The Theory of (Financial) Relativity

We all like to compare our own finances to how others appear to be doing, but this financial adviser’s shower-inspired theory makes it clear that personal finances are relative.

Two older adults drive toward the sun and mountains in an open convertible.
(Image credit: Getty Images)

While the title makes this sound very science-based, this is still a financial planning article. Don’t worry if you haven’t heard of the theory of financial relativity, as it was made up while I was taking a shower this morning, after my morning run. You see, recently I read Bill Bryson’s A Short History of Nearly Everything, which is likely the first science book I’ve ever read (including in grade school). About 99% of the book was over my head, although I do feel like a real scientist now.

The theory of relativity

One of the themes in the book included Albert Einstein. It mentioned many of his theories. However, the one I kept thinking about is the theory of relativity. My favorite example of this theory is the one in which people are playing Ping-Pong on a train. It states that the train is going 60 mph, and you’re hitting the ball at 5 mph. On the train, the ball appears to be going 5 mph back and forth.

However, if you are an observer on the side of the train, watching through the window, the ball appears to be going 65 mph (60 + 5) in one direction and 55 mph (60 - 5) in the other direction. This basically leads to probably the greatest theorem ever in E=mc^2.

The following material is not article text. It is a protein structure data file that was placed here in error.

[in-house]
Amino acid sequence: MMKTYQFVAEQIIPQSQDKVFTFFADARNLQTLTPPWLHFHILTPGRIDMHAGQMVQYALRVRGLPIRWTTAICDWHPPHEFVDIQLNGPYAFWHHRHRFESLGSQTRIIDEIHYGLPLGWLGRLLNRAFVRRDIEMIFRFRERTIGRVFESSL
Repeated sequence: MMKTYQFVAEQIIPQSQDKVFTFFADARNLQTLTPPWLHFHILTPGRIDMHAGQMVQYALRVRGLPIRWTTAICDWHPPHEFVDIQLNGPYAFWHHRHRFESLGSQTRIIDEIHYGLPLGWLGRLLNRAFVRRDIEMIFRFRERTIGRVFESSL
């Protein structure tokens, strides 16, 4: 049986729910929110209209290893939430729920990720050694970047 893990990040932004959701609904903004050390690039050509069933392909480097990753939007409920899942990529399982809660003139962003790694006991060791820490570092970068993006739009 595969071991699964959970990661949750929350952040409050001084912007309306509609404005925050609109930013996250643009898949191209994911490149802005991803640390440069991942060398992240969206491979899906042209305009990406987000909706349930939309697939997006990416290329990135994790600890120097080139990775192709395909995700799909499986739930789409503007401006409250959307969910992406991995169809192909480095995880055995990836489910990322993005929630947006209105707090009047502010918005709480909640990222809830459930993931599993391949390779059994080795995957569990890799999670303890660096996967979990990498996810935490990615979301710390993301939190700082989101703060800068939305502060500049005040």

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The theory of financial relativity

Now that I’ve set the groundwork, let’s talk about the 21st century’s huge breakthrough of the theory of financial relativity. You see, finances are extraordinarily relative. I’ve been let into the details of the personal finances of more people than you can imagine. I get the pleasure and honor of hearing them discuss their deepest, darkest wishes and desires. I’ve also had more people than you can imagine ask for a magic number or question how they are seemingly doing well, but their friend/neighbor/colleague is living a better life.